None of the pyrosequencing singletons corresponded to any species recovered based on the traditional approach at the 97.0% ITS1 similarity level. The subsequent quality check revealed that sequences of singletons (relative to their closest species) had 3.2 times higher proportions of indels compared with the inter- and intraspecific variation as revealed by Sanger sequencing (chi-squared test: χ2 = 130; df = 1; P < 0.001; Fig. 5). Within singletons, insertions were 9.6 times more common than deletions (G-test: G = 84.3; df = 1; P < 0.001). However, there were no differences in indel accumulation in homopolymers vs monomers and dimers of pyrosequencing singletons compared with inter- and intraspecific variation (chi-squared test: χ2 = 1.20; df = 1; P < 0.274). By contrast, transitions mostly contributed to intra- and interspecific variation, but were underrepresented in pyrosequencing singletons (Fig. 5). Among the 45 EcM singletons, we detected 29 (64.4%) of such artifactual sequences, a single putative chimera, a single reverse complementary sequence, three sequences that were erroneously unassigned to species and only 11 (24.4%) sequences of potentially high quality. In phylograms, artifactual singletons nearly always occupied long branches alongside their respective counterpart species (Figs S1a–f). The average quality scores of both putatively artifactual and nonartifactual EcM fungal singletons were significantly lower compared with other sequences (Kruskal–Wallis test: H = 70.4; df = 2; P < 0.001). How-ever, sequences with high quality scores included several artifactual singletons (Fig. S2). As a result of the presence of > 75% putatively artifactual OTUs among the EcM singletons, we removed all singletons from subsequent analyses to prevent the overestimation of species richness and the contamination of databases with artifactual data. After removing all suspected artifacts and singletons, the final pyrosequencing dataset contained 124 species of EcM fungi (Fig. 4).
Traditional method vs pyrosequencing
Combining traditional and pyrosequencing approaches revealed 141 species of EcM fungi, 94 (66.7%) of which were shared. The traditional method and pyrosequencing revealed 17 (15.0%) and 30 (24.2%) unique species that were represented by 33 (10.1%) root tips and 4435 (10.0%) sequences, respectively. The /russula–lactarius, /sebacina, /amanita and /tomentella–thelephora lineages comprised ten, five, four and three species, respectively, that were recovered only by the use of the pyrosequencing method (Fig. S3). By contrast, the /boletus, /russula–lactarius, /amanita and /elaphomyces lineages contributed four, three, three and two species, respectively, found only by the traditional approach. The five most species-rich lineages differed significantly in the proportion of unique species recovered by the traditional approach (Fisher’s exact test: df = 4; P = 0.019), but the difference was marginally nonsignificant for pyrosequencing (df = 4; P = 0.080). Because six species were recovered more than once with the traditional approach only, we assessed whether the length of the ITS1 sequence or a mismatch with the ITS2 primer may cause this discrepancy. However, species recovery using pyrosequencing was independent of these variables, although five OTUs belonging to the /russula-lactarius, /amanita and /elaphomyces lineages featured one or more mismatches in the centre or the 5′-terminus of the ITS2 primer.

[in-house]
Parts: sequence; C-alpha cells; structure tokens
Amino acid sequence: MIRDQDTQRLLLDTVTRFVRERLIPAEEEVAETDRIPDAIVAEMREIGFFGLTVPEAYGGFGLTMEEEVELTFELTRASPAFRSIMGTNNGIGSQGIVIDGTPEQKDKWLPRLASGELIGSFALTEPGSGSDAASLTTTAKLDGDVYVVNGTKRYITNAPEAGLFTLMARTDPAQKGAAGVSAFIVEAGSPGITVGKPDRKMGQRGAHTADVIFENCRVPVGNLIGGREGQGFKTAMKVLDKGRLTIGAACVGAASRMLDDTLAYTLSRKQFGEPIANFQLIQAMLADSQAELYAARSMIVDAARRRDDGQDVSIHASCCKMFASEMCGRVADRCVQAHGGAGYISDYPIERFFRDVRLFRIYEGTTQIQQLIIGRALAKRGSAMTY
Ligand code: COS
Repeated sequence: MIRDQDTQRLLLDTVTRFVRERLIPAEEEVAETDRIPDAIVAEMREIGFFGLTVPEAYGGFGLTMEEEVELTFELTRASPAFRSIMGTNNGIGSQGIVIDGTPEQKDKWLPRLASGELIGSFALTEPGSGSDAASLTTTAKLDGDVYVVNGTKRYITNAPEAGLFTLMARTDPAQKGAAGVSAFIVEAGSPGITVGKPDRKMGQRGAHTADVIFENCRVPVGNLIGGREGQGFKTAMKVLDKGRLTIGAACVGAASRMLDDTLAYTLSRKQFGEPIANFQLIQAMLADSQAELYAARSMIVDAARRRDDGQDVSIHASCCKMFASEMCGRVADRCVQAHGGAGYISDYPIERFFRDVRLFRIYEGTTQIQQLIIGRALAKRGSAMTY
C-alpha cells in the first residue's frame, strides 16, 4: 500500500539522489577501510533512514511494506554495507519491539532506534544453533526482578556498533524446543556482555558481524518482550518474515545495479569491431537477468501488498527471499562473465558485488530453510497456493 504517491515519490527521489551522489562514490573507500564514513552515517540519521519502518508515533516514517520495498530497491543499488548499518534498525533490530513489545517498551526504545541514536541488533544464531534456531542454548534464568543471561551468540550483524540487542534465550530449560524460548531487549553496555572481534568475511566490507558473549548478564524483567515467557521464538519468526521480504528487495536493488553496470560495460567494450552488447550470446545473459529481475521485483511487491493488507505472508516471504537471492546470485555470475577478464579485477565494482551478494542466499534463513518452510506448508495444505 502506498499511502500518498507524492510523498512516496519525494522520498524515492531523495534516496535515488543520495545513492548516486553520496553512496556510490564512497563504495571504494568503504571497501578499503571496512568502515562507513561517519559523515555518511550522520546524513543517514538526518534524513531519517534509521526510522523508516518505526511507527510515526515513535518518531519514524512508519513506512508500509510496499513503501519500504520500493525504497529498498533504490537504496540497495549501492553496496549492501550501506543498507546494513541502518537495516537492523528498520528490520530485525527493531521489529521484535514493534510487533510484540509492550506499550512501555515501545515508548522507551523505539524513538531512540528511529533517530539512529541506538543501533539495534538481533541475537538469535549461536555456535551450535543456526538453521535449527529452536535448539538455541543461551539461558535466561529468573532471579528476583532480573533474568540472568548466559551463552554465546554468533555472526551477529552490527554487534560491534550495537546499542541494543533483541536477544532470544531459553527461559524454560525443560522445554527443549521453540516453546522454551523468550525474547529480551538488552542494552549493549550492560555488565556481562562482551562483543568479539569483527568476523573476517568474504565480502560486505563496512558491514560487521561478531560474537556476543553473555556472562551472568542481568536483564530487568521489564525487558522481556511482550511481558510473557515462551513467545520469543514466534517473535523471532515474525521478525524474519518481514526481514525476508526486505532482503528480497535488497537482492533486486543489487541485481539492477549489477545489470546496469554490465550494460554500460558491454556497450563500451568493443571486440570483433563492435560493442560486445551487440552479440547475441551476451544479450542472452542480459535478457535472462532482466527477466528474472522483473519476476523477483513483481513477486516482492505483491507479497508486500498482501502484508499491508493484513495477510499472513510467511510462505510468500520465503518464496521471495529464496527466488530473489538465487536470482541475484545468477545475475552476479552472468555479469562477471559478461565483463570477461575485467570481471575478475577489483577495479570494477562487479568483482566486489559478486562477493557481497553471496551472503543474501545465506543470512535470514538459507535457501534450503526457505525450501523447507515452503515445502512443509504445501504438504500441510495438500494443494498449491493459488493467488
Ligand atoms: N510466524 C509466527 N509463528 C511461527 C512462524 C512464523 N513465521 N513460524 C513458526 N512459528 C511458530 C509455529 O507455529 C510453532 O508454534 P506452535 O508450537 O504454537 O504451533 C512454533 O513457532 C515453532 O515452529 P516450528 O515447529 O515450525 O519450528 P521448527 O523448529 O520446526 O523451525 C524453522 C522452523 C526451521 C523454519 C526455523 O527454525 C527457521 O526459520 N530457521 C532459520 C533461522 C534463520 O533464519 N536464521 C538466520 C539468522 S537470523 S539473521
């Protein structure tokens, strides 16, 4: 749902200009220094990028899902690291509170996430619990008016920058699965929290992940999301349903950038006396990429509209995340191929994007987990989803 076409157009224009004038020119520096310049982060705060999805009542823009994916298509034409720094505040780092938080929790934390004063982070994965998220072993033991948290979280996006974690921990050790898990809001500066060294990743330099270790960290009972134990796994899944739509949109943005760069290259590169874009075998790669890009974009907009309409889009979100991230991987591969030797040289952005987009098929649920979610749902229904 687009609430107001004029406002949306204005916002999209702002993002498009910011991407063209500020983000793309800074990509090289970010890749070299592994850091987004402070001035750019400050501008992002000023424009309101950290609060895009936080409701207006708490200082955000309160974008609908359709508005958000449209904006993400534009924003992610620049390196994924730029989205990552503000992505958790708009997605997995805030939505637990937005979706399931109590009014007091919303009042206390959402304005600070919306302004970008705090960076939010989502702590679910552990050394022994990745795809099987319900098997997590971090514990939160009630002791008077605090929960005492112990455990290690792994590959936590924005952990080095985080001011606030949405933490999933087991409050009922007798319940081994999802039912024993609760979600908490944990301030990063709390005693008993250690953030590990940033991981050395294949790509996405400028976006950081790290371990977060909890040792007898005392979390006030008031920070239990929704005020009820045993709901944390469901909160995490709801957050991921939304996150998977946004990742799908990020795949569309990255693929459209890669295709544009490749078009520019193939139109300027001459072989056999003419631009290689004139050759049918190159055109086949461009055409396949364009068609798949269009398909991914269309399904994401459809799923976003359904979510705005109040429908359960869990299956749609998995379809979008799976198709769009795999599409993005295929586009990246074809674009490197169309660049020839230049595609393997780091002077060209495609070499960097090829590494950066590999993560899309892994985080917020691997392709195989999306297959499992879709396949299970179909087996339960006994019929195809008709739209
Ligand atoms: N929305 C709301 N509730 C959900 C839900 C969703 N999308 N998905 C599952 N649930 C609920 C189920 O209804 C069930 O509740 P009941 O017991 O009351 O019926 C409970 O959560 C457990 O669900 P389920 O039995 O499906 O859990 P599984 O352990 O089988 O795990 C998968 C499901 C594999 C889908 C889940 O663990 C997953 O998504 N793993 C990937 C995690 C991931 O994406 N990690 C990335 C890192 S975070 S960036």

Biases within pyrosequencing data
Of the forward primers, ITS5 recovered significantly more sequences (F1,18 = 19.4; P < 0.001), including those assigned to EcM fungi (F1,18 = 18.5; P < 0.001), and revealed a greater proportion of high-quality sequences (F1,18 = 6.9; P = 0.017) and nonfungal sequences (F1,18 = 13.2; P = 0.002; Table S2) relative to the ITS1F primer. DNA extraction techniques had a strong effect on OTU recovery at the same sampling intensity of 700 sequences (nested ANOVA: F2,18 = 18.5, P < 0.001; Fig. S4), but the extraction replicate and primer choice had no effect. The DNA extraction method (ADONIS: F2,12 = 2.76; P = 0.002), primer choice (F1,12 = 5.12; P < 0.001) and their interaction term (F2,12 = 3.38; P < 0.001) had a strong effect on EcM fungal community structure, explaining 15.7%, 14.5% and 19.2%, respectively, of the residual variation in the nested multivariate model (Fig. 6). Individual PCRs varied greatly in the number and proportion of species recovered (Figs S4, S5). In addition, most rare taxa (n = 2–5) were recovered only in a single PCR. For example, 16 of 19 doubletons were recovered during a single PCR, which is significantly different from the expected ratio of 0.042 (G-test: G = 18.9; P < 0.001).
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- Materials and Methods
- Supporting Information
Pyrosequencing vs traditional method